Lucy Town

The participants in the Lucy Town Half Marathon had already been out on the course for about 30 minutes Sunday morning when David Reinhardt, the event’s competition director, took a seat on a bench a short walk from the Jamestown Savings Bank Arena in downtown Jamestown.

The look on his face was equal parts satisfaction and pride.

“I think Lucy Town has put Jamestown, New York on the map as far as a real running community,” he said. “We’ve had a lot of great races in Jamestown and Chautauqua County, but (when) you get a half-marathon and something like this, people are going to start looking at us as a destination for running.”

From the looks of the weekend, they already are.

For the record, Dan Mueller of Lakewood and Susan Bentley of Jamestown were the top male and female finishers on the 13.1-mile course that originated on Washington Street and weaved its way through the city, the villages of Celoron and Lakewood and back again.

Mueller, a 27-year-old first-year medical student in Buffalo, posted a winning time of 1 hour, 13 minutes, 5 seconds to defeat Jack Brunecz (1:14.04) by just shy of a minute.

“I had a smile on my face most of the time,” Mueller said, “other than when I was suffering.”

Mueller, a 2004 Southwestern Central School graduate, ran with the 29-year-old Brunecz, also a Southwestern grad, for the first nine miles before gradually pulling away.

“I knew he was there,” Mueller said. “I was running scared the last mile or two, just trying to make it happen.”

Bentley, 24, admitted that her time wasn’t her personal best, but she was thrilled, because she just recently began her career as a physician’s assistant in Jamestown.

“I wanted to place,” she said. “I didn’t think I’d win it. I took it out hard and just hung on.”

Bentley’s time was just shy of a minute faster than Michelle Carlson (1:36.09), the second-place female. Overall, Bentley, a 2007 Jamestown High School graduate, placed, according to,13th in a field that numbered 374 finishers.

Interestingly, Mueller and Bentley have been entered in the same road races many times in the past.

“I’ve been in races with Dan before,” Bentley said. “We have a picture on my bulletin board at my parents’ (house) of me and Dan in the Amy King (5K).”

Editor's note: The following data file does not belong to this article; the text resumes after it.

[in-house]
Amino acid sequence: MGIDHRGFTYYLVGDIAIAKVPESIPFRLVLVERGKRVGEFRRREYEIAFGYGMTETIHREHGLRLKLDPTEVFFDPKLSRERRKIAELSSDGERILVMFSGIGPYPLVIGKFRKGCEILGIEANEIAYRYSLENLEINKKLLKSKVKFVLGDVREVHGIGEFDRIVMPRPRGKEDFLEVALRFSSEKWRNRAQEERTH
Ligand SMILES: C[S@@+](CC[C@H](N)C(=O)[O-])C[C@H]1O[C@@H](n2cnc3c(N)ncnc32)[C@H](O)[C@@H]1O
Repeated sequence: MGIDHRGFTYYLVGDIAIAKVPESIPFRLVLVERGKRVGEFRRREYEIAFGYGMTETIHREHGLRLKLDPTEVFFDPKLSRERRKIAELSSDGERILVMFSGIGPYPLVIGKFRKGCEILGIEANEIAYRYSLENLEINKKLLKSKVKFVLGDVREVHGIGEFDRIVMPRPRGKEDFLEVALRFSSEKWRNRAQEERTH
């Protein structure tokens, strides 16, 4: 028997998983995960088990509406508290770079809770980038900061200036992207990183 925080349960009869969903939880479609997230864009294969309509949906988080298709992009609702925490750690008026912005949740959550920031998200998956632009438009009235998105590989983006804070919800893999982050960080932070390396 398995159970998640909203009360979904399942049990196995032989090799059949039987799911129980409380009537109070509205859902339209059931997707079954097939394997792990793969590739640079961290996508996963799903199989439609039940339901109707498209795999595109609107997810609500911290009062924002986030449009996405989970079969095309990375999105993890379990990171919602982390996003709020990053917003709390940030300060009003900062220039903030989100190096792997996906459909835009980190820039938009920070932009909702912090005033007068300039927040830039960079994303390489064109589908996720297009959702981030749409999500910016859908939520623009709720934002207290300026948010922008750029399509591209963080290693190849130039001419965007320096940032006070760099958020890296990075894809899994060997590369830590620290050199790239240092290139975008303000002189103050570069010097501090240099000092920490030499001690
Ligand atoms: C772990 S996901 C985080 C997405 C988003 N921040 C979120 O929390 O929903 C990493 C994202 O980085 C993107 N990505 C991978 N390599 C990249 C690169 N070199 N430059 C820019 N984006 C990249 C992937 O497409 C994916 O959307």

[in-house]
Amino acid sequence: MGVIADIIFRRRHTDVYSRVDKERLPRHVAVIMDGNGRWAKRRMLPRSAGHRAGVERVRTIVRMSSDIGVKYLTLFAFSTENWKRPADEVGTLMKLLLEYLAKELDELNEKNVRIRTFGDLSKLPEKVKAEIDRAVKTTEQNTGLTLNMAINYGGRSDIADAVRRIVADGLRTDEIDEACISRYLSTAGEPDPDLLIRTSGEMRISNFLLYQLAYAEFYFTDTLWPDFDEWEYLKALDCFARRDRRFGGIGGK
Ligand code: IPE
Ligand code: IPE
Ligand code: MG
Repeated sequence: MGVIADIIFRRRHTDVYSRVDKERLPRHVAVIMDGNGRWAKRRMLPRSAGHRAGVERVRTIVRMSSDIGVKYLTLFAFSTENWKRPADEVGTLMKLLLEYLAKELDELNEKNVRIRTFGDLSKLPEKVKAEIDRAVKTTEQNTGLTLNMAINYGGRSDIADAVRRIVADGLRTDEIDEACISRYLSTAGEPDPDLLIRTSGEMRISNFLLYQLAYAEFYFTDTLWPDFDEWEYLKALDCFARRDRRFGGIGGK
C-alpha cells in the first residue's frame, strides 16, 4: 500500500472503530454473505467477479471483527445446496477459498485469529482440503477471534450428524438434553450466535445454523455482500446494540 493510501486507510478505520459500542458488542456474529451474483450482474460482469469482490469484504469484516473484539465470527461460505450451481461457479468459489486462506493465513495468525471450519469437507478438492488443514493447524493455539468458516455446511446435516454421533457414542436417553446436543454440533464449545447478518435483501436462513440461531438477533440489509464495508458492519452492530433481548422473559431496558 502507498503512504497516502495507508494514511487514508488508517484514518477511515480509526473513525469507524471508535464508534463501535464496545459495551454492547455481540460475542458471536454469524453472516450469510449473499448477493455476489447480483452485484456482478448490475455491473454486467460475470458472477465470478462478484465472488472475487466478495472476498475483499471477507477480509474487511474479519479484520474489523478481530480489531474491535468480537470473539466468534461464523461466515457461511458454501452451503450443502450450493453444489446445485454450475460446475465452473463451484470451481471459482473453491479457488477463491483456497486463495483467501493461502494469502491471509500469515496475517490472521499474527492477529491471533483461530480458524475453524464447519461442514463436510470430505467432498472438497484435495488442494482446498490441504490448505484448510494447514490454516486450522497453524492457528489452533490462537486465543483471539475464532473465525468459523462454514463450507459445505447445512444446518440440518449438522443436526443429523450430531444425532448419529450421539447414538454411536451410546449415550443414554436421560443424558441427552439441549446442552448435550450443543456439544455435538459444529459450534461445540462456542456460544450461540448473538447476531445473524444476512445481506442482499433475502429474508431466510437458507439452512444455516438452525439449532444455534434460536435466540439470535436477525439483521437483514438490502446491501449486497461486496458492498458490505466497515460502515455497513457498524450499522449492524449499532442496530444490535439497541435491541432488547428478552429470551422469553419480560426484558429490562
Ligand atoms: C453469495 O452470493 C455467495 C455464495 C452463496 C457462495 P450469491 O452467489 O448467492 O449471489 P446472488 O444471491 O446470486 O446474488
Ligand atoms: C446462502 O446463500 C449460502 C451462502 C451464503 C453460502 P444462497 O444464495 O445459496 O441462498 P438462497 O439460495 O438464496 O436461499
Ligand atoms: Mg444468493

Mueller and Bentley will likely have another running date next Columbus Day weekend. That’s when the second annual Lucy Town 5K and Half Marathon will take place.

“We’re going to do it again,” Reinhardt confirmed. “This has a lot of potential.”

Journey Gunderson, the executive director of the Lucille Ball Desi Arnaz Center, said she met a couple from New York City, who told her that they decided to make the trip to Jamestown to experience all that the home of Lucille Ball had to offer.

“They were both wearing ‘I Love Lucy’ shirts that they bought in the (Lucille Ball Desi Arnaz) museum in Jamestown,” Gunderson said. “They had never been to Jamestown before, (but) they decided to come to see (comedian) Martin Short (on Saturday night), go to the museum and run the half-marathon.

“That warms my heart, because that’s what this is all about, bringing people to this community and showing them why we love to live here. It wasn’t a hard decision to say, ‘Let’s do this annually.”’

A total of 708 people participated in the two races over the weekend, a number that figures to only increase with time. Armed with strong corporate sponsorship, including Univera Healthcare; the cooperation of the city of Jamestown and the villages of Celoron and Lakewood; and the name of the iconic Lucille Ball, the future for the 5K and half-marathon, organizers say, is bright.

“I think we’ve got something here,” Reinhardt said.

There are even some uncanny similarities to a familiar road race down state.

“We wanted to incorporate parts of downtown Jamestown (in the half-marathon),” Reinhardt said. “The New York City Marathon starts in Staten Island and goes across the Verrazano-Narrows Bridge to Brooklyn. In our race, we started going across the Washington Street Bridge and ended up in Brooklyn Square. It’s a little bit different, but you know what? This is Jamestown. Anything we can do to make it a little unique for ourselves we’ll do that.”